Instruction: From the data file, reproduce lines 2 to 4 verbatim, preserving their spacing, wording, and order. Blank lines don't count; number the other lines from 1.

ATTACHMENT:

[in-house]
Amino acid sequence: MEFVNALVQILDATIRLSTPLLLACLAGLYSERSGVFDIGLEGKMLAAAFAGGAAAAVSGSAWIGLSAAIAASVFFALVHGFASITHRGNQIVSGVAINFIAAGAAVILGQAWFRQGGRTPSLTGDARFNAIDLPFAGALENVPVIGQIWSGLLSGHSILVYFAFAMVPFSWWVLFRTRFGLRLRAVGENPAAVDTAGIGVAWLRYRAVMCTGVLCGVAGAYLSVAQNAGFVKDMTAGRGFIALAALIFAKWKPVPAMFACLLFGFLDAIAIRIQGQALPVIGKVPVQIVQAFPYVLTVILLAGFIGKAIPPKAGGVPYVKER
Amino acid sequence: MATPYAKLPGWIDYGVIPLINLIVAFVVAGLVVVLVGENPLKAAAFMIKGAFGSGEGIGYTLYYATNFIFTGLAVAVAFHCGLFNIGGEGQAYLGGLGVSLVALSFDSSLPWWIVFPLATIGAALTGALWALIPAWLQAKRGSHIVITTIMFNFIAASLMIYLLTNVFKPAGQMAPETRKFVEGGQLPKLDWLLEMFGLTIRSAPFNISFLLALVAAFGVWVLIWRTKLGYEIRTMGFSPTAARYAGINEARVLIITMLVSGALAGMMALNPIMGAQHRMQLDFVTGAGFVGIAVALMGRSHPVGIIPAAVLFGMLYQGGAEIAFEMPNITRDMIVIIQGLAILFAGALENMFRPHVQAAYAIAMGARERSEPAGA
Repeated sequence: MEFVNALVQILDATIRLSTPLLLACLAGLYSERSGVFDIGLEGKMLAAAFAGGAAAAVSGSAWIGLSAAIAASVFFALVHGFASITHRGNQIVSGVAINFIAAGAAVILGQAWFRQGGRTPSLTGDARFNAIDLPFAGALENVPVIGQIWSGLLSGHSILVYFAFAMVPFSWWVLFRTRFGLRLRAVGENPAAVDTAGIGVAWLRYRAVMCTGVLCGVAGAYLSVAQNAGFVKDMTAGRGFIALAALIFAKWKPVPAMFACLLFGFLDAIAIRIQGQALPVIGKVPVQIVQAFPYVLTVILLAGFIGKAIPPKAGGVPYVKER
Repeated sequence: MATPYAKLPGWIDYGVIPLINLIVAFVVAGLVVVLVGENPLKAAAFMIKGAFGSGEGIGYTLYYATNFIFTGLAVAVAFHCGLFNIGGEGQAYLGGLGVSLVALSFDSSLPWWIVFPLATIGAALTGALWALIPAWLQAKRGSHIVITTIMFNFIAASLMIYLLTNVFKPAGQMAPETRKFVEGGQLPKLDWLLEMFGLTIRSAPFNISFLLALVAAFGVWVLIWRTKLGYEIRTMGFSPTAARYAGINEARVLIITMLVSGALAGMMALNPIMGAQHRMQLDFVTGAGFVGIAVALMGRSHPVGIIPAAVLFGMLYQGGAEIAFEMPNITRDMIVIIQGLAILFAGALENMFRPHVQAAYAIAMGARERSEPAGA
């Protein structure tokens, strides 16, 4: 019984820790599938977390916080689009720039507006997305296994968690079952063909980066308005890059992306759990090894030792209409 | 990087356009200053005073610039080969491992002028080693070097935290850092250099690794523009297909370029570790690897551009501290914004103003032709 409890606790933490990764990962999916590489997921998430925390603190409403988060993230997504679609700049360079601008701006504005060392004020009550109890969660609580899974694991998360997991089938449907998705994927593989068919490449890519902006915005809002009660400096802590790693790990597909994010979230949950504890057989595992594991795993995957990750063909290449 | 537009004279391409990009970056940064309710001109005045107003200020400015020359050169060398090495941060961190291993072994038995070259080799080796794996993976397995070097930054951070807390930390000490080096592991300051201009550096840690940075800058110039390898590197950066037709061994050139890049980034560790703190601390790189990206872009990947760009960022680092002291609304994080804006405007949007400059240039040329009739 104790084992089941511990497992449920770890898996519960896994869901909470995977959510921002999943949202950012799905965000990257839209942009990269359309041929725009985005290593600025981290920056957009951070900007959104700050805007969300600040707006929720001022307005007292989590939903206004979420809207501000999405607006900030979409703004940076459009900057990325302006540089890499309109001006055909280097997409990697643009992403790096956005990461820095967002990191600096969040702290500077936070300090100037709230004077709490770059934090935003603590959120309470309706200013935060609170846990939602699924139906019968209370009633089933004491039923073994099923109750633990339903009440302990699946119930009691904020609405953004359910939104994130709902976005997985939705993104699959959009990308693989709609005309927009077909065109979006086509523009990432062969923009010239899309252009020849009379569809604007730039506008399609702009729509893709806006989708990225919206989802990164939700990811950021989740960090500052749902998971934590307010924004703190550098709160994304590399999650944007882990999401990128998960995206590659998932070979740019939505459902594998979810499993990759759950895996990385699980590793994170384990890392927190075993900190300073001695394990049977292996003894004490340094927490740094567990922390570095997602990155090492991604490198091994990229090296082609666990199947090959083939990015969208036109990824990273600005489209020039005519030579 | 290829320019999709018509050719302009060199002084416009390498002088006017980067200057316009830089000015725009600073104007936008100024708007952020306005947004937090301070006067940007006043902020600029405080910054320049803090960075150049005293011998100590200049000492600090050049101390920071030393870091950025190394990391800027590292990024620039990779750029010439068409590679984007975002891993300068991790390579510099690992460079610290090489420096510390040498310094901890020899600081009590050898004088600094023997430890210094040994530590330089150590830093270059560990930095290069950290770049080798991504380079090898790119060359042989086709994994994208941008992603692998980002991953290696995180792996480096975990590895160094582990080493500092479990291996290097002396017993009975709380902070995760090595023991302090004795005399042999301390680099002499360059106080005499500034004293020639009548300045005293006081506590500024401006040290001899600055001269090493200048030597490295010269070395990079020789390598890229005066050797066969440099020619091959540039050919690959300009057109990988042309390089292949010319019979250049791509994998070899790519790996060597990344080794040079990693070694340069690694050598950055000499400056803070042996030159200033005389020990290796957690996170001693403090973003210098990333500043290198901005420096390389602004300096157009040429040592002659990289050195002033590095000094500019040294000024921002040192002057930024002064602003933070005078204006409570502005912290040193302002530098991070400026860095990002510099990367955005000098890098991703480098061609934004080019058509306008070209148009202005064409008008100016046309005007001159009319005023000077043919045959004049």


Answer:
Amino acid sequence: MEFVNALVQILDATIRLSTPLLLACLAGLYSERSGVFDIGLEGKMLAAAFAGGAAAAVSGSAWIGLSAAIAASVFFALVHGFASITHRGNQIVSGVAINFIAAGAAVILGQAWFRQGGRTPSLTGDARFNAIDLPFAGALENVPVIGQIWSGLLSGHSILVYFAFAMVPFSWWVLFRTRFGLRLRAVGENPAAVDTAGIGVAWLRYRAVMCTGVLCGVAGAYLSVAQNAGFVKDMTAGRGFIALAALIFAKWKPVPAMFACLLFGFLDAIAIRIQGQALPVIGKVPVQIVQAFPYVLTVILLAGFIGKAIPPKAGGVPYVKER
Amino acid sequence: MATPYAKLPGWIDYGVIPLINLIVAFVVAGLVVVLVGENPLKAAAFMIKGAFGSGEGIGYTLYYATNFIFTGLAVAVAFHCGLFNIGGEGQAYLGGLGVSLVALSFDSSLPWWIVFPLATIGAALTGALWALIPAWLQAKRGSHIVITTIMFNFIAASLMIYLLTNVFKPAGQMAPETRKFVEGGQLPKLDWLLEMFGLTIRSAPFNISFLLALVAAFGVWVLIWRTKLGYEIRTMGFSPTAARYAGINEARVLIITMLVSGALAGMMALNPIMGAQHRMQLDFVTGAGFVGIAVALMGRSHPVGIIPAAVLFGMLYQGGAEIAFEMPNITRDMIVIIQGLAILFAGALENMFRPHVQAAYAIAMGARERSEPAGA
Repeated sequence: MEFVNALVQILDATIRLSTPLLLACLAGLYSERSGVFDIGLEGKMLAAAFAGGAAAAVSGSAWIGLSAAIAASVFFALVHGFASITHRGNQIVSGVAINFIAAGAAVILGQAWFRQGGRTPSLTGDARFNAIDLPFAGALENVPVIGQIWSGLLSGHSILVYFAFAMVPFSWWVLFRTRFGLRLRAVGENPAAVDTAGIGVAWLRYRAVMCTGVLCGVAGAYLSVAQNAGFVKDMTAGRGFIALAALIFAKWKPVPAMFACLLFGFLDAIAIRIQGQALPVIGKVPVQIVQAFPYVLTVILLAGFIGKAIPPKAGGVPYVKER